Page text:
glory; 2) the occasions where God does something special using the web
of cause and effect, as when He used the wind to drive the sea back at the
exodus from Egypt, and 3) events where there is an injection of
something new which is not part of the physical-law cause effect
sequence, as at the incarnation and resurrection.

Events of the third kind are direct injections of divine energy and
‘information’ which, by their very nature, cannot be explained in terms of
the physics and chemistry of the processes immediately antecedent to
their occurrence. By separating the acts of creation from God’s sabbath
rest, the Bible makes a clear distinction between those acts and God’s
subsequent providence. By recording creation itself in terms of a
sequence of steps, each of which emphatically features the activity of the
Word (“And God said...”), the Bible would seem to indicate that creation

involves more than one event of the third kind and is not to be understood
in terms of events of the first and second kinds only.

This suggests that, if we study nature through the lens of a theory that
holds that the complete history of life from its pre-biotic state to the
appearance of humanity is one seamless developmental whole, we may
discover certain discontinuities or singularities which are not amenable to
a satisfactory reductionist explanation, but do admit an explanation which
involves a special injection of information.

Of course, such a questioning of evolutionary theory is risky, since in the

eyes of many, it is to question sheer fact and therefore to run the risk of
being banished to the lunatic fringe! Richard Lewontin writes: “It is time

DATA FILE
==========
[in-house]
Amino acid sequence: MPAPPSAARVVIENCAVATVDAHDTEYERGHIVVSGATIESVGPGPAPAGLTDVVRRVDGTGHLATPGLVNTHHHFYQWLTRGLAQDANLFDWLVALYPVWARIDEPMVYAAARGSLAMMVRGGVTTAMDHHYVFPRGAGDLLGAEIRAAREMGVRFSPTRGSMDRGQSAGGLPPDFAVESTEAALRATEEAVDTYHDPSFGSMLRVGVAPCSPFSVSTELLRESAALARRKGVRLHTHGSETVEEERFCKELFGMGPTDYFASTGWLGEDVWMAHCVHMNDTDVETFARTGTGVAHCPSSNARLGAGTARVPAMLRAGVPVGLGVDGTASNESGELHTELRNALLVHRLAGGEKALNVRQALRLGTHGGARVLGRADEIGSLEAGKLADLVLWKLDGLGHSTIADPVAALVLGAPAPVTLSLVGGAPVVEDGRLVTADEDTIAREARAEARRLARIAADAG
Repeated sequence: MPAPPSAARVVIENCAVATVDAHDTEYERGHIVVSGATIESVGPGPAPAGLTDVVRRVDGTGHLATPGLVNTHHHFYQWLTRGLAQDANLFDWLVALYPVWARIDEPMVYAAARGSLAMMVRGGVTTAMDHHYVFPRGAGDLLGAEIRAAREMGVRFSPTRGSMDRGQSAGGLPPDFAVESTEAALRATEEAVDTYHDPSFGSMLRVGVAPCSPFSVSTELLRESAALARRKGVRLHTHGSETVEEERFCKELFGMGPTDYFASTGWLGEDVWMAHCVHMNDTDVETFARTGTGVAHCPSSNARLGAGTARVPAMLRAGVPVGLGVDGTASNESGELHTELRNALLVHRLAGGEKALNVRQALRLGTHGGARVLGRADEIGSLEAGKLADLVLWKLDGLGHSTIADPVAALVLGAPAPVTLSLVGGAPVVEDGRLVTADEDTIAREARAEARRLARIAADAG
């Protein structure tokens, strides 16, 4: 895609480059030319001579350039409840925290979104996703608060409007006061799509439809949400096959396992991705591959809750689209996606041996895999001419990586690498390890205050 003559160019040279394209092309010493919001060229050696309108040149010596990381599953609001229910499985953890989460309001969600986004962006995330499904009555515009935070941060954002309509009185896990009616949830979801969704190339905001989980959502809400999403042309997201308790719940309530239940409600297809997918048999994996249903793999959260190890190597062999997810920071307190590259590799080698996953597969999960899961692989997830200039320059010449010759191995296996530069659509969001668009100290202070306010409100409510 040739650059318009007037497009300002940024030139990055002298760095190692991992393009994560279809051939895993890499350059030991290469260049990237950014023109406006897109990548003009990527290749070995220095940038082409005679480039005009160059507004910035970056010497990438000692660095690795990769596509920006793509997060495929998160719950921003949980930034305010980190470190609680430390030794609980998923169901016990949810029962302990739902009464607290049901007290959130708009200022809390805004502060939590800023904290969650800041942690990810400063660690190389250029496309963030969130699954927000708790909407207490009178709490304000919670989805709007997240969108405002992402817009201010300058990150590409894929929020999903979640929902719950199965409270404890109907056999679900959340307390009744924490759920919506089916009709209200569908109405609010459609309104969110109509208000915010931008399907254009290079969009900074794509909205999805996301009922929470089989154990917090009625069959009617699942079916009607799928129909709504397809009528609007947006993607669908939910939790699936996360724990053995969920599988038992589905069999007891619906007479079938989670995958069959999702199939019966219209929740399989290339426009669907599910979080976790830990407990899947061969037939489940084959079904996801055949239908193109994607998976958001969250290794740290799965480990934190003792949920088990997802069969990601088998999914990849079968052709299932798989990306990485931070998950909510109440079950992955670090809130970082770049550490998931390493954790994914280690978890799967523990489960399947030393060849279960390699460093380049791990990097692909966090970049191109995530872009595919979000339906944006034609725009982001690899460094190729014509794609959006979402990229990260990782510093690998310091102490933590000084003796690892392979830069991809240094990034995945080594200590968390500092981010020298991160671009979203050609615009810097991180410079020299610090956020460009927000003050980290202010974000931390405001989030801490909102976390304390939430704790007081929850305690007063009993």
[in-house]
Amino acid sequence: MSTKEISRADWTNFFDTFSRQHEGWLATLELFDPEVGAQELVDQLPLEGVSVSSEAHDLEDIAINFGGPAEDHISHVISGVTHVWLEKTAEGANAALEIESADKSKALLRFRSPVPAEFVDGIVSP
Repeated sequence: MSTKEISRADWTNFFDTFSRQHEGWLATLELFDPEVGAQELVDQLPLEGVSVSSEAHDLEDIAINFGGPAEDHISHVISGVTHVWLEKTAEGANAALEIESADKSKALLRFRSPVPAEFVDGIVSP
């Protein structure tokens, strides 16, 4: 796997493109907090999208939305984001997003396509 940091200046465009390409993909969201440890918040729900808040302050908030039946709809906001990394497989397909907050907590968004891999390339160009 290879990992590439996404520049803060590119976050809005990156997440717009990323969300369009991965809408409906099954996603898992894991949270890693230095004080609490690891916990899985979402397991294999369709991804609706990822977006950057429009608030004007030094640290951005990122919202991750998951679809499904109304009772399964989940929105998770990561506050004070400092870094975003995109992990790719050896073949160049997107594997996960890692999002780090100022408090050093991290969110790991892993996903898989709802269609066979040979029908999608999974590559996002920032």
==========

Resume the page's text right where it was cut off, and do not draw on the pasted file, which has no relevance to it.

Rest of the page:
... to state clearly that evolution is fact, not theory.. No person who
pretends to any understanding of the natural world can deny these facts
any more than she or he can deny that the earth is round, rotates on its
axis and revolves around the sun.”8

The word ‘evolution’ is used in a number of senses which are frequently

confused: 1) microevolution - e.g. variations in colour distribution of
moth populations or finch beak lengths; 2) macroevolution e.g. the
appearance of new structures, organs; 3) the transition from non-living
materials to life; 4) the use of artificial selection, e.g. in breeding. If one
were to question microevolution then accusations of obscurantism might
well be in order. But what about macroevolution? Is it in the same
category? Apparently not. Wesson says: “Large evolutionary
innovations are not well understood. None has ever been observed, and
we have no idea whether any may be in progress. There is no good fossil
record of any.”9 By contrast, the fact that the earth orbits the sun may be
repeatedly observed; there are very good records of it. Putting this
observable and repeatable phenomenon in the same category as
macroevolution as Lewontin does, seems such an elementary blunder that
one cannot help wondering if fear of a divine footprint is playing a role,
and that materialistic prejudice is beginning to override common sense.
Indeed, if materialism is true, then matter/energy simply has to possess
the capacity of organising itself into life so that macroevolution has more
or less got to be true by definition! This close relationship between
materialistic philosophy and evolutionary theory carries with it the danger
that the theory may not be as self-critical as it should be. It is, therefore,